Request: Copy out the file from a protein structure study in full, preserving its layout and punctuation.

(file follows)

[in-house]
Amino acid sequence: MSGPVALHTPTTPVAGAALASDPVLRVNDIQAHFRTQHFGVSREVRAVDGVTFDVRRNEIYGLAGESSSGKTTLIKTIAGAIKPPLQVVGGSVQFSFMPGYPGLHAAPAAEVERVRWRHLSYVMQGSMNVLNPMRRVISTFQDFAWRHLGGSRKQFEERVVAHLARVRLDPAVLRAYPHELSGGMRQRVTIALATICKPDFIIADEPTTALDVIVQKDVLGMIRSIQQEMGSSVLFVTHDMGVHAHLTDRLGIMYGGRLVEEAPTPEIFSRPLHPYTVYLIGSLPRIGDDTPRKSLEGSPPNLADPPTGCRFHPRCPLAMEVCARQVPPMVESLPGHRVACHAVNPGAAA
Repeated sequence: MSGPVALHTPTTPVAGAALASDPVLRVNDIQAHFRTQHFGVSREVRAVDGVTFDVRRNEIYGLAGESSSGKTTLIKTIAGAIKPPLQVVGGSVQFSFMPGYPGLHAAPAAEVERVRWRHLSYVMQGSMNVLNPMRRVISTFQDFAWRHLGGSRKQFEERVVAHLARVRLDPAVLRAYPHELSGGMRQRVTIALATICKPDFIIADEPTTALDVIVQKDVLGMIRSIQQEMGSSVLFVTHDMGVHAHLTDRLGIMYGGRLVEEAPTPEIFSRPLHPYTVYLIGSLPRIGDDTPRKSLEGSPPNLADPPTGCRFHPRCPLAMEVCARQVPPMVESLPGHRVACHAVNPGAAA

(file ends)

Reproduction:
[in-house]
Amino acid sequence: MSGPVALHTPTTPVAGAALASDPVLRVNDIQAHFRTQHFGVSREVRAVDGVTFDVRRNEIYGLAGESSSGKTTLIKTIAGAIKPPLQVVGGSVQFSFMPGYPGLHAAPAAEVERVRWRHLSYVMQGSMNVLNPMRRVISTFQDFAWRHLGGSRKQFEERVVAHLARVRLDPAVLRAYPHELSGGMRQRVTIALATICKPDFIIADEPTTALDVIVQKDVLGMIRSIQQEMGSSVLFVTHDMGVHAHLTDRLGIMYGGRLVEEAPTPEIFSRPLHPYTVYLIGSLPRIGDDTPRKSLEGSPPNLADPPTGCRFHPRCPLAMEVCARQVPPMVESLPGHRVACHAVNPGAAA
Repeated sequence: MSGPVALHTPTTPVAGAALASDPVLRVNDIQAHFRTQHFGVSREVRAVDGVTFDVRRNEIYGLAGESSSGKTTLIKTIAGAIKPPLQVVGGSVQFSFMPGYPGLHAAPAAEVERVRWRHLSYVMQGSMNVLNPMRRVISTFQDFAWRHLGGSRKQFEERVVAHLARVRLDPAVLRAYPHELSGGMRQRVTIALATICKPDFIIADEPTTALDVIVQKDVLGMIRSIQQEMGSSVLFVTHDMGVHAHLTDRLGIMYGGRLVEEAPTPEIFSRPLHPYTVYLIGSLPRIGDDTPRKSLEGSPPNLADPPTGCRFHPRCPLAMEVCARQVPPMVESLPGHRVACHAVNPGAAA